It’s with a heavy heart that I announce my departure from Whisky Advocate.
Over the past decade, I wrote more than 500 (maybe even more) blog posts, features and reviews for this magazine. And I am so thankful for the opportunities Whisky Advocate and its topnotch staff provided me over the years.
During that time, I gave the magazine my all and am so proud of what we accomplished together. I helped shed light on many incredible Kentucky bourbon happenings.
But due to my new ventures, I must move on, and I really want to take this opportunity to list my all-time favorite Whisky Advocate moments.
5. Best Whiskey. The best whiskey I ever reviewed for Whisky Advocate was the Four Roses Al Young release. When I tasted this, it just hit on every note. I would later taste it again in the market (vs. a sample bottle) and found it to be as exceptional. Like most of my reviews, not everybody agreed with me, and this was probably one of my more controversial ratings. Looking back, I probably rated it too low. It’s better than a 96.
4. Worst whiskey. With the good comes the bad. I prided myself on always being an honest reviewer. I never wrote something I didn’t taste, and sometimes that meant being brutally honest. I gave the lowest score in Whisky Advocate history. While this whiskey was certainly palatable, and I’m sure somebody liked it, I didn’t think it merited a higher score.
3. Bottled in Bond Feature. This was my first real opportunity to work with the new editor, Jeffery Lindenmuth. I quickly learned his vision was essentially “how do we help the consumer?” I never really considered that with my whiskey writing up until that point. I just sort of wrote what felt right, but Jeffery challenged me to find a new voice and I’m convinced he made me a better writer. This Bottled in Bond feature is proof a service article can still hit that geek spot, and I loved writing it.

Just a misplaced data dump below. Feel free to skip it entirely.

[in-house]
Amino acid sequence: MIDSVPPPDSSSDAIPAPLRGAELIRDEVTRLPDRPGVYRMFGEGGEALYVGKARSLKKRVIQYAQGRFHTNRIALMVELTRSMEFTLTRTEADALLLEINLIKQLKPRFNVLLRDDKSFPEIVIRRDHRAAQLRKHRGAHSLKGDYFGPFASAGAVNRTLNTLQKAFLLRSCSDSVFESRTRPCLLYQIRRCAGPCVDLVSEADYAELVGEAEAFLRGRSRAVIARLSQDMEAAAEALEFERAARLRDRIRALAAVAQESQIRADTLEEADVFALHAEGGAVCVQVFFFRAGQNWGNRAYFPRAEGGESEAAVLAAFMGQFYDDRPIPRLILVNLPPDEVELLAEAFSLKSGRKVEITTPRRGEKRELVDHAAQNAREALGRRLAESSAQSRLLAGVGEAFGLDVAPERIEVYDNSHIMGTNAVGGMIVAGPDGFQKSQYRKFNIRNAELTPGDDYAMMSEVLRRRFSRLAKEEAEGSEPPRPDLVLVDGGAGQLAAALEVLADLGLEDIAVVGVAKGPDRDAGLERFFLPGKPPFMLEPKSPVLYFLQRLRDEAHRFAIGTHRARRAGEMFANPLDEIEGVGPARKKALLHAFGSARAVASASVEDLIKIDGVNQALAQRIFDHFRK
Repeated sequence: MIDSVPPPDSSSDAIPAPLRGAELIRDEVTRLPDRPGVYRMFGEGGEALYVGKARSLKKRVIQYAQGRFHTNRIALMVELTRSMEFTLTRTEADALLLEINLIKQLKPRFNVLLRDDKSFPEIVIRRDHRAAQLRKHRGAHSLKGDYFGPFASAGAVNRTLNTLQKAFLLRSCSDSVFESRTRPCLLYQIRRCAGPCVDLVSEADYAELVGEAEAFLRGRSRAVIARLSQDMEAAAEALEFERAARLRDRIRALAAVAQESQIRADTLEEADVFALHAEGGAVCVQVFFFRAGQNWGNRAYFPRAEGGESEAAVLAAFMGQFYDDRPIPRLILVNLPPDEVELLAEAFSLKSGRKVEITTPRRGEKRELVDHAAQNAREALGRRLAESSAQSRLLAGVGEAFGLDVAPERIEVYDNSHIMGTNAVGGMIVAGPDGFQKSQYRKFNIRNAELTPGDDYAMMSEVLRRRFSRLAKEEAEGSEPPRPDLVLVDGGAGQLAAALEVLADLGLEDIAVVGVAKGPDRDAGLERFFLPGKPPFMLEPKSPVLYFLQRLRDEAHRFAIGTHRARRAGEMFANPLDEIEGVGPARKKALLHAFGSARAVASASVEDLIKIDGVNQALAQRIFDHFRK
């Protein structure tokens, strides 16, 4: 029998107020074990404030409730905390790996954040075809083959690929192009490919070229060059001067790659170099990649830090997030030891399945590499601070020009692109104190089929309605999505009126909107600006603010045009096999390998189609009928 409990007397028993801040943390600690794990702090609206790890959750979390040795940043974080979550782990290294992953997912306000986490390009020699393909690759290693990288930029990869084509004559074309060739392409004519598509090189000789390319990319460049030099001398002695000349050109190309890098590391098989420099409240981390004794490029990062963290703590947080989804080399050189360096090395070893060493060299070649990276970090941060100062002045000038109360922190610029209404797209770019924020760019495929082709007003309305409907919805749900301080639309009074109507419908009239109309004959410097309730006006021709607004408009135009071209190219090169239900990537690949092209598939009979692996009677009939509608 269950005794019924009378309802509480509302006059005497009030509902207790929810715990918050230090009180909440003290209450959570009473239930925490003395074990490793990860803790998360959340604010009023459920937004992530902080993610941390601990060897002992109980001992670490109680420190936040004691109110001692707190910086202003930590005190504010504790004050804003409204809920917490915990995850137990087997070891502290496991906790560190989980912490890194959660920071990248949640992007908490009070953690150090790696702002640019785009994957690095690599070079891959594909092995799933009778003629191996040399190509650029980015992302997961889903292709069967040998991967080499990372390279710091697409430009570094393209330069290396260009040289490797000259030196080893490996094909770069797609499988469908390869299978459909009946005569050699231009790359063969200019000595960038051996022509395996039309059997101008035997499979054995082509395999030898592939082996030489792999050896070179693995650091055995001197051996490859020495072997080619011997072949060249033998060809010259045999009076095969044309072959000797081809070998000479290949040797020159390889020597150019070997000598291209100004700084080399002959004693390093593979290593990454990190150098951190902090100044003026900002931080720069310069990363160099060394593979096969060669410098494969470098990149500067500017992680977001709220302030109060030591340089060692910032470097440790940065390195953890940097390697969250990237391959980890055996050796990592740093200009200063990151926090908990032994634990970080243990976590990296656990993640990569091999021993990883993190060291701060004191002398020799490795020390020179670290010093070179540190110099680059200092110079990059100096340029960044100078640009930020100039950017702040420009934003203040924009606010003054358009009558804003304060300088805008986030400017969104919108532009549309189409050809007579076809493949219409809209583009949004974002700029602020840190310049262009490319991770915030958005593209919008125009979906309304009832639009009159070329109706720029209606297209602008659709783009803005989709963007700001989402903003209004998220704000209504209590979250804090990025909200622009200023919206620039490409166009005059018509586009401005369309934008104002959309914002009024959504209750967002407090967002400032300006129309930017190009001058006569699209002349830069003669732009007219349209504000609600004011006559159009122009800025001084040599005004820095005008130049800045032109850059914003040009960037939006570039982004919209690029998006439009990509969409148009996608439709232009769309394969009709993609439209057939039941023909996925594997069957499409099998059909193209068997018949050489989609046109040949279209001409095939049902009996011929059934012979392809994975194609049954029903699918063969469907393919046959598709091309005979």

2. Point Counter Point with Chuck Cowdery. First, Chuck and I are dear friends, and we disagree about every four years on a major bourbon issue. A few years ago, we locked horns over the issue of the bourbon shortage. He didn’t think there was one, and I was convinced of it. Like he normally does, Chuck wrote a convincing point of view that basically was “just walk into a warehouse. Do you see bourbon? Yes, okay, there’s no shortage.” (Paraphrased). I took a different route; I polled every bourbon group I could find and discovered people felt like “we can no longer buy the bourbon we want, e.g Pappy Van Winkle, but the world is flooded with Jim Beam white label.” Essentially, we were both right, and my less-than-scientific data offered a small glimpse into the growing problem of longtime bourbon consumers struggling to get their once go-to bottles. Back then, a fire burned deep in my belly and I was convinced the shortage was real. Looking back, I had a lot of fun arguing with my friend, who loves arguing, and I’m thankful Whisky Advocate let two friends bitch at one another via a blog post.
1. Leak Hunters Story. There’s something mysterious about bourbon barrels and their warehouses. In 2010, I became enamored with the people who walked through warehouses looking for leaks. They carried old timey tools and scanned barrels as if their life depended upon it. Looking for leaks was one of my favorite days in bourbon, because I was with the normal Joes, my favorite people to write about. When I approached then managing editor Lew Bryson about this story, he loved it and then bled red ink all over my first draft. It took me a couple drafts to get this one right, but it remains my favorite Whisky Advocate story. This story also had the tooling and blessing from the magazine’s founder John Hansell, who’s no longer with the magazine. And Hansell’s the one who scouted me from my days at Tasting Panel and gave me a shot in the big leagues. Without John, this run would have never started. … Back to the leak hunters, I loved telling the story of this old school job: Who knew they existed?
As I leave Whisky Advocate, I hope you all will continue supporting the magazine. I part on very amicable terms and feel extremely fortunate to have served its readers for all these years. Cheers!
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